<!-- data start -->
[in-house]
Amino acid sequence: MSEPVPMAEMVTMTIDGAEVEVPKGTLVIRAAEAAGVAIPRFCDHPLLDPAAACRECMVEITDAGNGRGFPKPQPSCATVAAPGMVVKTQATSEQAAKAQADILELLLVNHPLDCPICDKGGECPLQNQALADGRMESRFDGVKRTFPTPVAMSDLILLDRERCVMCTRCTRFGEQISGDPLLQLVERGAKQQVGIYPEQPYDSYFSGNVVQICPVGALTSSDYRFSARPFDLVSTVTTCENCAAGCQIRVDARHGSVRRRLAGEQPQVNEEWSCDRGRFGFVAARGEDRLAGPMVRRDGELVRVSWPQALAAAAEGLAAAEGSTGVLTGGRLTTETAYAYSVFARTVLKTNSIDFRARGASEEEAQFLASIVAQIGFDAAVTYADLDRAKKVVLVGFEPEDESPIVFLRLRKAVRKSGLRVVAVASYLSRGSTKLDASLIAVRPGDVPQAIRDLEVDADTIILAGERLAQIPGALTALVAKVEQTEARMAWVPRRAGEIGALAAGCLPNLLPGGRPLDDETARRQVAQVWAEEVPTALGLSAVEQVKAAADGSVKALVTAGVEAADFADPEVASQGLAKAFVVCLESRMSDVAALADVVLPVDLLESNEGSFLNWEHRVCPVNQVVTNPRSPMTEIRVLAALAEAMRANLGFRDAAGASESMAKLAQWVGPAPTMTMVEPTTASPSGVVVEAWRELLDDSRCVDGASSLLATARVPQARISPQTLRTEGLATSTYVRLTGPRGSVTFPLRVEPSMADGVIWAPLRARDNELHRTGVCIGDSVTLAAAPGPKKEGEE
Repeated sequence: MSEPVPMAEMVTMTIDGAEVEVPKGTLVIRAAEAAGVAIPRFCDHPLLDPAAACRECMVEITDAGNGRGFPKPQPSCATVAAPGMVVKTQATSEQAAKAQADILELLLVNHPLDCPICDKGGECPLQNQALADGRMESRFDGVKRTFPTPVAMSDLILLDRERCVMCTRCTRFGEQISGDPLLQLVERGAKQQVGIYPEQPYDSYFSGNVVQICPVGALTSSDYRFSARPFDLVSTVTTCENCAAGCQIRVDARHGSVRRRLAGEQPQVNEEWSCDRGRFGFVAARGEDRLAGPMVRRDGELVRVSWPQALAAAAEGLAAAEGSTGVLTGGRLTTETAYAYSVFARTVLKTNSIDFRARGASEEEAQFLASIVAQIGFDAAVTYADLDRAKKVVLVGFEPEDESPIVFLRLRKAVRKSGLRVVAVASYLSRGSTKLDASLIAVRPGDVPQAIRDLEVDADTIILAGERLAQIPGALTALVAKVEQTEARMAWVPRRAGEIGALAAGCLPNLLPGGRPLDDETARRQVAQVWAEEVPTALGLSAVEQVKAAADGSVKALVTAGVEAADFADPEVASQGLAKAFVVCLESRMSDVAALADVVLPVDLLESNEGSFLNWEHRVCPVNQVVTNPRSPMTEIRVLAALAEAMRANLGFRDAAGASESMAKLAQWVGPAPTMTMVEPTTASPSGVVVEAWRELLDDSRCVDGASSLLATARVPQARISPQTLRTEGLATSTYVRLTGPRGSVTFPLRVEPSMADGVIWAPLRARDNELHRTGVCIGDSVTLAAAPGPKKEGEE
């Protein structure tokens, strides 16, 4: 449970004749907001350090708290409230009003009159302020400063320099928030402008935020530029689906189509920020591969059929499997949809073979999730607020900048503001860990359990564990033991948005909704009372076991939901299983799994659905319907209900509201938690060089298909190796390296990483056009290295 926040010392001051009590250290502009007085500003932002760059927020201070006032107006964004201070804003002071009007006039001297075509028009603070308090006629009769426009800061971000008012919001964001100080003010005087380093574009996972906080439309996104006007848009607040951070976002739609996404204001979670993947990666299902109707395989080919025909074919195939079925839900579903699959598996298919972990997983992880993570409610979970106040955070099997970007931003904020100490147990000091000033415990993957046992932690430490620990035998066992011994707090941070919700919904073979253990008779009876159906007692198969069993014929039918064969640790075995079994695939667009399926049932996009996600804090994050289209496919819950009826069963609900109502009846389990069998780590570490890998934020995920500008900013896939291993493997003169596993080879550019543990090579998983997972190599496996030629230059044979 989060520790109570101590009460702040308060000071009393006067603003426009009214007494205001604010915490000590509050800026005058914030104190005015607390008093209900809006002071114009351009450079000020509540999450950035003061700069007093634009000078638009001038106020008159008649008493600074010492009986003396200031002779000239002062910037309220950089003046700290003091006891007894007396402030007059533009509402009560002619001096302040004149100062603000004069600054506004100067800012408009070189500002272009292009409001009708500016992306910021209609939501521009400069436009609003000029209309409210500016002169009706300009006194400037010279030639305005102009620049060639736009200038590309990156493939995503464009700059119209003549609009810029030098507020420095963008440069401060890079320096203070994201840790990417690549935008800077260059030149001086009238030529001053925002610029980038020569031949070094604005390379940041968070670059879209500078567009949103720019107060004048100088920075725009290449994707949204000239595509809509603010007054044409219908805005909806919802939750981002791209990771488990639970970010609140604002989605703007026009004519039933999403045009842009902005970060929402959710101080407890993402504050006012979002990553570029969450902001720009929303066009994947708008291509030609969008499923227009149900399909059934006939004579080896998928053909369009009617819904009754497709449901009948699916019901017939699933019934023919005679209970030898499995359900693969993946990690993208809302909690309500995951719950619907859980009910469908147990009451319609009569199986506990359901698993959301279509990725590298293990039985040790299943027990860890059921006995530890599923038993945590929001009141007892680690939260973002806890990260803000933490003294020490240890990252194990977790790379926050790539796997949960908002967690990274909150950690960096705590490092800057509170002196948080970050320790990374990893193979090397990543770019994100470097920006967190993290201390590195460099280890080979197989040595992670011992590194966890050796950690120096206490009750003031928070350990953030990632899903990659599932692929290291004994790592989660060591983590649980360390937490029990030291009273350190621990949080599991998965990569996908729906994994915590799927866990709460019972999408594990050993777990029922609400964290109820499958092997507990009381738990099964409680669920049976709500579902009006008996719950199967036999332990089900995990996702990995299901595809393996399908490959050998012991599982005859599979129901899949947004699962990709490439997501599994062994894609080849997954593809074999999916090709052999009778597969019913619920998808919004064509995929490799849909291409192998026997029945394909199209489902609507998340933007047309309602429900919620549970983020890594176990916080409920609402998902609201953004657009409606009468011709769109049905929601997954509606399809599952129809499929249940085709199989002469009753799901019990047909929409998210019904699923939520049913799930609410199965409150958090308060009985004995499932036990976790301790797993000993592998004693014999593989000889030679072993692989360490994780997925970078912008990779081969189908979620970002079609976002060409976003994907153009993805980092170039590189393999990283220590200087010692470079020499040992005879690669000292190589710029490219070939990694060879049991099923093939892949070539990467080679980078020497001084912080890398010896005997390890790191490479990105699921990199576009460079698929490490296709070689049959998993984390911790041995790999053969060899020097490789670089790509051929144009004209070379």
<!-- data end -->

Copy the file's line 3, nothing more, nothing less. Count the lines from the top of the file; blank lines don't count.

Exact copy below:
Repeated sequence: MSEPVPMAEMVTMTIDGAEVEVPKGTLVIRAAEAAGVAIPRFCDHPLLDPAAACRECMVEITDAGNGRGFPKPQPSCATVAAPGMVVKTQATSEQAAKAQADILELLLVNHPLDCPICDKGGECPLQNQALADGRMESRFDGVKRTFPTPVAMSDLILLDRERCVMCTRCTRFGEQISGDPLLQLVERGAKQQVGIYPEQPYDSYFSGNVVQICPVGALTSSDYRFSARPFDLVSTVTTCENCAAGCQIRVDARHGSVRRRLAGEQPQVNEEWSCDRGRFGFVAARGEDRLAGPMVRRDGELVRVSWPQALAAAAEGLAAAEGSTGVLTGGRLTTETAYAYSVFARTVLKTNSIDFRARGASEEEAQFLASIVAQIGFDAAVTYADLDRAKKVVLVGFEPEDESPIVFLRLRKAVRKSGLRVVAVASYLSRGSTKLDASLIAVRPGDVPQAIRDLEVDADTIILAGERLAQIPGALTALVAKVEQTEARMAWVPRRAGEIGALAAGCLPNLLPGGRPLDDETARRQVAQVWAEEVPTALGLSAVEQVKAAADGSVKALVTAGVEAADFADPEVASQGLAKAFVVCLESRMSDVAALADVVLPVDLLESNEGSFLNWEHRVCPVNQVVTNPRSPMTEIRVLAALAEAMRANLGFRDAAGASESMAKLAQWVGPAPTMTMVEPTTASPSGVVVEAWRELLDDSRCVDGASSLLATARVPQARISPQTLRTEGLATSTYVRLTGPRGSVTFPLRVEPSMADGVIWAPLRARDNELHRTGVCIGDSVTLAAAPGPKKEGEE